epa, again, suppresses politically unfavorable data
Remember the recent flap involving the EPA excising from a report information about global warming that undercuts the President's policies? Hot on its heels comes this tale of the agency attempting to put a lid on its own analysis showing that a Senate air-pollution proposal would be more effective in curbing pollutants than the President's "Clear Skies" initiative.
The Environmental Protection Agency for months has withheld key findings of its analysis showing that a Senate plan to combat air pollution would be more effective in reducing harmful pollutants -- and only marginally more expensive -- than would President Bush's Clear Skies initiative for power plant emissions.
The Clear Skies proposal is designed to reduce power plant emissions over the next 20 years. A centerpiece of Bush's environmental policy, its passage could burnish his 2004 reelection credentials. But the president's plan does not address carbon dioxide emissions, which many scientists consider an important greenhouse gas that may contribute to the Earth's warming.
Bush's stand has drawn sharp criticism on several fronts, and a bipartisan group of senators has proposed an alternative bill that would limit carbon dioxide emissions. Unreleased information from an EPA internal analysis concludes that the competing bill would provide health benefits substantially superior to those envisioned under Clear Skies.
Because leaked copies of the analysis have circulated among interest groups, some environmentalists have criticized the EPA for not releasing all of it. Withholding some of the findings is "a real outrage," said David G. Hawkins, director of the Natural Resources Defense Council's Climate Center and a former assistant EPA administrator. "They're playing dodge ball with Congress to push the [Clear Skies] bill."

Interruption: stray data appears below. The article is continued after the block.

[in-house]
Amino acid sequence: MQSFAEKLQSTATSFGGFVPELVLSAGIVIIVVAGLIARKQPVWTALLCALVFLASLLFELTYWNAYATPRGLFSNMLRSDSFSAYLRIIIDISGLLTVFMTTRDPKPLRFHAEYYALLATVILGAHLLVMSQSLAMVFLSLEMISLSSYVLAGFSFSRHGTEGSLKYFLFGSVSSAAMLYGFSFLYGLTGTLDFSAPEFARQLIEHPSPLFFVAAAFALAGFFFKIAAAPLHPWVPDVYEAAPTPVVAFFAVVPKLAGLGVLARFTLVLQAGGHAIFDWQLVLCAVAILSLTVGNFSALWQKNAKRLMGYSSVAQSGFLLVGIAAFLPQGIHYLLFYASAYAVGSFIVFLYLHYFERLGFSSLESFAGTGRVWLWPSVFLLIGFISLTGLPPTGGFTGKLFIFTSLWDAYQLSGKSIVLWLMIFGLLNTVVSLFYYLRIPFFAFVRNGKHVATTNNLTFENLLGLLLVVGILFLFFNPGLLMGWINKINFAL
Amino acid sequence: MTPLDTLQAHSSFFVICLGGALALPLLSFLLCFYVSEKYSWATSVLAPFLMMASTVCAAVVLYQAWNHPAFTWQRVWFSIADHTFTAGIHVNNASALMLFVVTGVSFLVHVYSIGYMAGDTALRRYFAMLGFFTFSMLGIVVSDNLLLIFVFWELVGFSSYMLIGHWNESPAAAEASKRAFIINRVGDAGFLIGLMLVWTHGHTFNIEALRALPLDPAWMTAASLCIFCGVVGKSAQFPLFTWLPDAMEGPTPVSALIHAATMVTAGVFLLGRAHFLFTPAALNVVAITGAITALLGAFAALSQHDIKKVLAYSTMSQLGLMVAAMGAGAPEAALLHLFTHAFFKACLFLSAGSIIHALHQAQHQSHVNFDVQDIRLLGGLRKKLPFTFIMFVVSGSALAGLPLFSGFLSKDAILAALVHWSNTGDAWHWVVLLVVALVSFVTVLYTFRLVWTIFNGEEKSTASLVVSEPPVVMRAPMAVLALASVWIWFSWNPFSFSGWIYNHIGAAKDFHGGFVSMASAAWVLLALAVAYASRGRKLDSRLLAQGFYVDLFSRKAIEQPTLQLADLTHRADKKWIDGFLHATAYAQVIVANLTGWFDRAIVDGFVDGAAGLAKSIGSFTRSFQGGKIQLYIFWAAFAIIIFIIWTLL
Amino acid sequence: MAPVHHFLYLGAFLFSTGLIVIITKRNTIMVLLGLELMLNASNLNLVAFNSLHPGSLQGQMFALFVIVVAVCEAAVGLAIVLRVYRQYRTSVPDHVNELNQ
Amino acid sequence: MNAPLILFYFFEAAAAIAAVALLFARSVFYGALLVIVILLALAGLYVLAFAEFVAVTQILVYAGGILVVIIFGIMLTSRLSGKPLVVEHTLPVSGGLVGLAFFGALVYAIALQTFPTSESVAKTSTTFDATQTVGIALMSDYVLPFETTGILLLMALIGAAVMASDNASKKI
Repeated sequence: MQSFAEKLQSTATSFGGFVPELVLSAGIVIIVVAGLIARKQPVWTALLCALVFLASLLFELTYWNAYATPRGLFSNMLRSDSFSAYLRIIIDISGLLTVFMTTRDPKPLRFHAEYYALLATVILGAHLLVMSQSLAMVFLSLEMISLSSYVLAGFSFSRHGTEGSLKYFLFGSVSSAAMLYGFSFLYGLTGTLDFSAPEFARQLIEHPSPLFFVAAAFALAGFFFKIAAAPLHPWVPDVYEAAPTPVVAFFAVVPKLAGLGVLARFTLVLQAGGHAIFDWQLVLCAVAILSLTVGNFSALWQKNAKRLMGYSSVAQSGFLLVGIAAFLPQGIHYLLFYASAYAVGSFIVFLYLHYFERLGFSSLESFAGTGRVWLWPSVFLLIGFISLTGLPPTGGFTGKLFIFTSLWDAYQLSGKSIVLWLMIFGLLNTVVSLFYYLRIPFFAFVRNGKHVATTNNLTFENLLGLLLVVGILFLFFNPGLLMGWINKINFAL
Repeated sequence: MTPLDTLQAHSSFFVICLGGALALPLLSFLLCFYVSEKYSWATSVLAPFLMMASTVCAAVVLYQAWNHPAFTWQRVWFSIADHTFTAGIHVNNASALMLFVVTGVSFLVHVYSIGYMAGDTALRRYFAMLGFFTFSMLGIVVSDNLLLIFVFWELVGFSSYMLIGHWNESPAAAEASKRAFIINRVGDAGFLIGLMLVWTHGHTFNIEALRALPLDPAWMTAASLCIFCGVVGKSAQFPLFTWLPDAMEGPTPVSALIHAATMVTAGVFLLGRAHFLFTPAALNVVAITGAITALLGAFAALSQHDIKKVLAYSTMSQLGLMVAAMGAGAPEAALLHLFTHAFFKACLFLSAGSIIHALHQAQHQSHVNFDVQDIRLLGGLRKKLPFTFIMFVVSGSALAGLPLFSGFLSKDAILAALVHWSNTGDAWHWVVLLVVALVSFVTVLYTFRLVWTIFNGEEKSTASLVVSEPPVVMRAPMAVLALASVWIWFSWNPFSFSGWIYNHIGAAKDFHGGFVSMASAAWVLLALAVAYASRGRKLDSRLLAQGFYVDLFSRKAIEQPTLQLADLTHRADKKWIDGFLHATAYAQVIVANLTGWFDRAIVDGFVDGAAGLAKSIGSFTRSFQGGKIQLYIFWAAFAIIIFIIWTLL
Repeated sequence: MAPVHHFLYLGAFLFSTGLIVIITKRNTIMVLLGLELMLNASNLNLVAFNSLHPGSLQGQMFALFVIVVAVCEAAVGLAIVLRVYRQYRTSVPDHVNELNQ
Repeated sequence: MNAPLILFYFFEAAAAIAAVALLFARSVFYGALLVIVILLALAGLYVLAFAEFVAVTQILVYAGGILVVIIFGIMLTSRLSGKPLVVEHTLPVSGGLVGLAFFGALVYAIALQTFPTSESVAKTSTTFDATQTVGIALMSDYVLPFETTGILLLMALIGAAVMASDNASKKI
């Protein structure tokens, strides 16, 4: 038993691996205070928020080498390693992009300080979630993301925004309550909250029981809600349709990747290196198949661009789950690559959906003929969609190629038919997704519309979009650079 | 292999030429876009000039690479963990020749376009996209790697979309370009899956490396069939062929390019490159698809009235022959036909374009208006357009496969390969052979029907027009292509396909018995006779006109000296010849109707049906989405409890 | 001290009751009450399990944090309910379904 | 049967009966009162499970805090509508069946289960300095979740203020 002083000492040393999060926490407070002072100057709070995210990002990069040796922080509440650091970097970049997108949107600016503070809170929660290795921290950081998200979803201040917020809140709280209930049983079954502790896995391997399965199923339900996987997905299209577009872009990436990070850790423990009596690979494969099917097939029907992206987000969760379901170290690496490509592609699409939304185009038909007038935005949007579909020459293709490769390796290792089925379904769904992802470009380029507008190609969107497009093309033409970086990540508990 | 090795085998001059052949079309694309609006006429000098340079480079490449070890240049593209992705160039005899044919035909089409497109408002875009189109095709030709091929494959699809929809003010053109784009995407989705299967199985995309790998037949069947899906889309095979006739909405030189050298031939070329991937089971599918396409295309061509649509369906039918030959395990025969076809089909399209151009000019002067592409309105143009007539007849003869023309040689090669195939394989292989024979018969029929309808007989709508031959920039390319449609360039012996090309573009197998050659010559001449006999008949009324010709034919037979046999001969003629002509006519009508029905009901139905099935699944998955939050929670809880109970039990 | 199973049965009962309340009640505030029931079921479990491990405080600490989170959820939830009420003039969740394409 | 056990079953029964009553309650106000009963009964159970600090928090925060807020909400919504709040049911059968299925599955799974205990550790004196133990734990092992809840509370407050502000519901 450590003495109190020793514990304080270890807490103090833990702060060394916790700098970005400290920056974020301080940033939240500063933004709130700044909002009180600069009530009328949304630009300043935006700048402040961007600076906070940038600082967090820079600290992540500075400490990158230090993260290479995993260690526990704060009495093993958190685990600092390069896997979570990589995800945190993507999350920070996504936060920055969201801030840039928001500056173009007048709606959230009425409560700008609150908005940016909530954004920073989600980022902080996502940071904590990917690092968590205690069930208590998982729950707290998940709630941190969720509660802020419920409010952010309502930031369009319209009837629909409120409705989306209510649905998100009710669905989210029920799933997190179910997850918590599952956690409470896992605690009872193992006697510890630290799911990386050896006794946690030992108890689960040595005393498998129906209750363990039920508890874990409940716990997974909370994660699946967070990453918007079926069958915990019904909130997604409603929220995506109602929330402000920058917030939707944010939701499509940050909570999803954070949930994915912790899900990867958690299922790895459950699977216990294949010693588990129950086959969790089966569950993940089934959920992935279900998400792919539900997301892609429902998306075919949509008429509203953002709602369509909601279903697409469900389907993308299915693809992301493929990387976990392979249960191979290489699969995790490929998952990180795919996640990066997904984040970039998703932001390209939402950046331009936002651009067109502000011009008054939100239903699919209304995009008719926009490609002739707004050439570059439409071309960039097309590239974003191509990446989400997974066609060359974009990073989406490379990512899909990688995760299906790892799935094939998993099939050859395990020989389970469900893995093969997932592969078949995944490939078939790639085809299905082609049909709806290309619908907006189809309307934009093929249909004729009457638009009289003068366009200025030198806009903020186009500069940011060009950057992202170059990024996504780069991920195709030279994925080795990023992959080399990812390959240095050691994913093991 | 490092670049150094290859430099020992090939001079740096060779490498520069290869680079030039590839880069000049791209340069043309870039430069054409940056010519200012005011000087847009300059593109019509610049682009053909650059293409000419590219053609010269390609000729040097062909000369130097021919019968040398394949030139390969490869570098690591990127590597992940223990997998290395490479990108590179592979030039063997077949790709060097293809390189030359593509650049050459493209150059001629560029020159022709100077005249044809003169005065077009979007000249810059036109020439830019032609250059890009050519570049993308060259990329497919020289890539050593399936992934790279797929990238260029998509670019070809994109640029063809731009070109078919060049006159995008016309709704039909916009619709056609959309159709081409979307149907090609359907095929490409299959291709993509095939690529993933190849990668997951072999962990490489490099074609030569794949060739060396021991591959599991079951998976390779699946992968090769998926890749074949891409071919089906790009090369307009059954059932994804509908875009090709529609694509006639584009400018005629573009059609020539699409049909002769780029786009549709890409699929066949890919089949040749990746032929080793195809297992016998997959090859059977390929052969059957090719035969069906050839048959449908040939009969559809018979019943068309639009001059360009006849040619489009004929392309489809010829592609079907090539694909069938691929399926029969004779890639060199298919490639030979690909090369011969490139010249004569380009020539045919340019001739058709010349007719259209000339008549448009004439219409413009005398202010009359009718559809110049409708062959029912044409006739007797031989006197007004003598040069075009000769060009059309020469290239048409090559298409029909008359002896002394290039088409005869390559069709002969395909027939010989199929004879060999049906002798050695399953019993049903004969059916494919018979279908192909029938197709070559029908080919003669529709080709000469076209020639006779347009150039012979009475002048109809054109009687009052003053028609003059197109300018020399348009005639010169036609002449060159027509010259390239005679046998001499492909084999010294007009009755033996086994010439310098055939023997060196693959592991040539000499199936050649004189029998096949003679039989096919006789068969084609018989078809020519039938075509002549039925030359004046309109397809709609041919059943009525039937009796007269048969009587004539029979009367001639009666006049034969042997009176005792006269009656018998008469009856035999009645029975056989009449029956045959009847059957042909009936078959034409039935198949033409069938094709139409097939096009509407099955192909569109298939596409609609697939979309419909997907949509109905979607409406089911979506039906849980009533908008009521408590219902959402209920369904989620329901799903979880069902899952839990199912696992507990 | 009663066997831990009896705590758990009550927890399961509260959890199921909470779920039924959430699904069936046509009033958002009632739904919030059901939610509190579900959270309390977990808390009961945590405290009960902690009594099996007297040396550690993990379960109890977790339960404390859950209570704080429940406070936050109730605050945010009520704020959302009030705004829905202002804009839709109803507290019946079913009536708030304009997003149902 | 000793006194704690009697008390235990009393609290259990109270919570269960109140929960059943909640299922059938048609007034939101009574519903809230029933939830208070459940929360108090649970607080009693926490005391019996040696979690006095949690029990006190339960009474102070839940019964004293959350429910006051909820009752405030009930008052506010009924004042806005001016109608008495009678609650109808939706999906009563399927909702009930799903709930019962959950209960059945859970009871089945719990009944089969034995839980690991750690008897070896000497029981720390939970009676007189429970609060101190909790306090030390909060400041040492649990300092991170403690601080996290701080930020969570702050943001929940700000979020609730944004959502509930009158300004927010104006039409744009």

EPA Associate Administrator Edward D. Krenik, however, said the agency has released pertinent information [Ed: "Pertinent information"?] where it was needed. Sen. Thomas R. Carper (D-Del.), author of the competing bill, has been given "all the information that we garnered from his bill" regarding carbon dioxide and three other pollutants, Krenik said. "He has all the information."
A PowerPoint presentation on Carper's bill prepared last fall by the EPA for Jeffrey R. Holmstead, assistant administrator for air and radiation, had more information than Carper was given months later. The Washington Post examined a leaked copy of the presentation.
EPA gave Carper information showing that his bill would cut power plant emissions of sulfur dioxide, nitrogen oxide and mercury earlier and by larger amounts than would the president's bill. Not provided to Carper, however, was the conclusion that these cuts could be achieved while increasing electricity prices by two-tenths of a cent per kilowatt hour more than the Clear Skies initiative would require. [Ed: Emphasis added. "Pertinent information," indeed!]
...The administration and its industry allies are lobbying aggressively on behalf of Clear Skies, and today EPA plans to release an updated estimate of its costs and benefits. The administration has lined up support from a range of government and labor groups, but manufacturers and the utility industry are far from united. James L. Connaughton, chairman of the White House Council on Environmental Quality, said Clear Skies "is very important for the president, and you will see a very strong push."
The administration has refused to consider signing a power plant emissions bill with carbon dioxide caps, and therefore opposes Carper's bill and a version championed by Sen. James M. Jeffords (I-Vt.).
But, darn it, the Senate proposal doesn't advance the President's agenda of friendliness to the energy industry! And so, the Administration attempts to squelch information so that Bush can once again follow his pattern of advancing an appealingly named program that does little it's ostensibly intended for while benefiting Bush's political cronies. Nice.
By the way, ol' straight-shooter Bush strikes again:
Bush disavowed a campaign pledge to regulate carbon dioxide emissions, saying such regulations would hurt the economy and consumers by proving too costly to the power industry.
Campaign 2004 ought to be a cakewalk; simply compare what Bush said to what he did. "Credibility gap" doesn't begin to cover it.